Secret societies do often have insignia, though, and probably mottoes too, if only so that it eases the process of recognition between members who don't know each other.

On the whole sign and counter-sign signals (how to recognize each other) should not be obvious elements of a conspiracy.

Good:
Sign: The falcons have been busy this year.
Counter-Sign: Not as busy as the crows.

Bad:
Sign: Down with the King!
Counter-Sign: And the Pope too!

Dinosaur55
05-20-2013, 07:51 PM
I guess there's some confusion here mainly because I guess I wasn't a bit specific enough.

It really isn't a coat of arms, it is more like a signal. You see, the society in question has a few members at the top, and they generally give orders to the lower members through letters. The members usually never come face-to-face with each other.

So the seal mainly serves as a sign to say 'Yes. This isn't from some random person.' And they don't go around parading it in broad daylight.

But yes, I think my question has been answered and I probably will be dropping off at the Latin board. Thanks.

ULTRAGOTHA
05-20-2013, 08:06 PM
My story involves a secret society that dates back to a very long time but it has a coat of arms that was made in around the 1300s. I've seen a lot of conflicting information on this, so I thought it might be better to check.

First of all, do all coat of arms have the same features? I was thinking of having the main symbol a tree with the motto beneath it, would that be normal?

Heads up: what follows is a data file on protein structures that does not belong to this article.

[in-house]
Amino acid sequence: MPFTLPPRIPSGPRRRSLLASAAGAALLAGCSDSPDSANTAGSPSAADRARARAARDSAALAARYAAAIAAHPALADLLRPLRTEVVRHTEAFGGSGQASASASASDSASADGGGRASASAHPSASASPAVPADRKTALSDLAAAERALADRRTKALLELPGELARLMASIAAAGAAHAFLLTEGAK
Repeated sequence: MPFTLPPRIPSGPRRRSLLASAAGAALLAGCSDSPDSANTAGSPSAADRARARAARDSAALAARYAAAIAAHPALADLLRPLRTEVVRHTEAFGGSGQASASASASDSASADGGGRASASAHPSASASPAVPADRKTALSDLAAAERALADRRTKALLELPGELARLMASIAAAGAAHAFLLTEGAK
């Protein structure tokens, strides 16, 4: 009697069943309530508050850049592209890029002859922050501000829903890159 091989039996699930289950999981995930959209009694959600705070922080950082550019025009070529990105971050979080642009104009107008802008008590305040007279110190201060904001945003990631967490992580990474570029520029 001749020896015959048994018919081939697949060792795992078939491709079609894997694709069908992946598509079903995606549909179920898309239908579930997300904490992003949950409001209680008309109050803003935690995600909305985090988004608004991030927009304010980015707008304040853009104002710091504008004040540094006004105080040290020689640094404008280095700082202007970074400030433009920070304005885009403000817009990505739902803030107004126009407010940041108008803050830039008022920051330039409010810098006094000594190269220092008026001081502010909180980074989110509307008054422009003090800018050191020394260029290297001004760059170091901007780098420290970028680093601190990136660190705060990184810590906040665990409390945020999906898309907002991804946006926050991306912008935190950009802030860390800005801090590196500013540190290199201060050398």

Would the King or Queen back in the 1300s in your country have granted arms to this secret society? It can’t have been that secret, then, because arms are created by and registered with the College of Arms. Though maybe not back in the 1300s as the British College of Arms became more organized in 1420 and were granted a charter of incorporation in 1484. So your society might have a sort of “grandfathered” (my term) heraldry that isn’t registered.

No, not all coats of arms have the same features. A motto is not technically part of the coat of arms. The coat of arms is just the part on the actual shield (or diamond or can be other shape as well). The motto is called a motto ;). The part on top of the helmet on top of the shield is called the crest and the bits on each side supporting the shield are called … supporters. The whole thing is called an achievement. This paragraph is mostly speaking of English heraldry which is the heraldry I know the most about. Conventions in other countries can vary widely.

Which country’s heraldry do you want to use?

Having a background color with a contrasting color tree on it is completely fine with heraldry in most countries. The colors need to contrast or they’re not visible at a distance. So white on green or red on yellow or yellow on black, for example.

If you want, once you decide on your colors and design, I can translate that into herald-speak. For example, “Argent an oak tree eradicated sable”. (On a white background, a black oak tree with its roots showing.)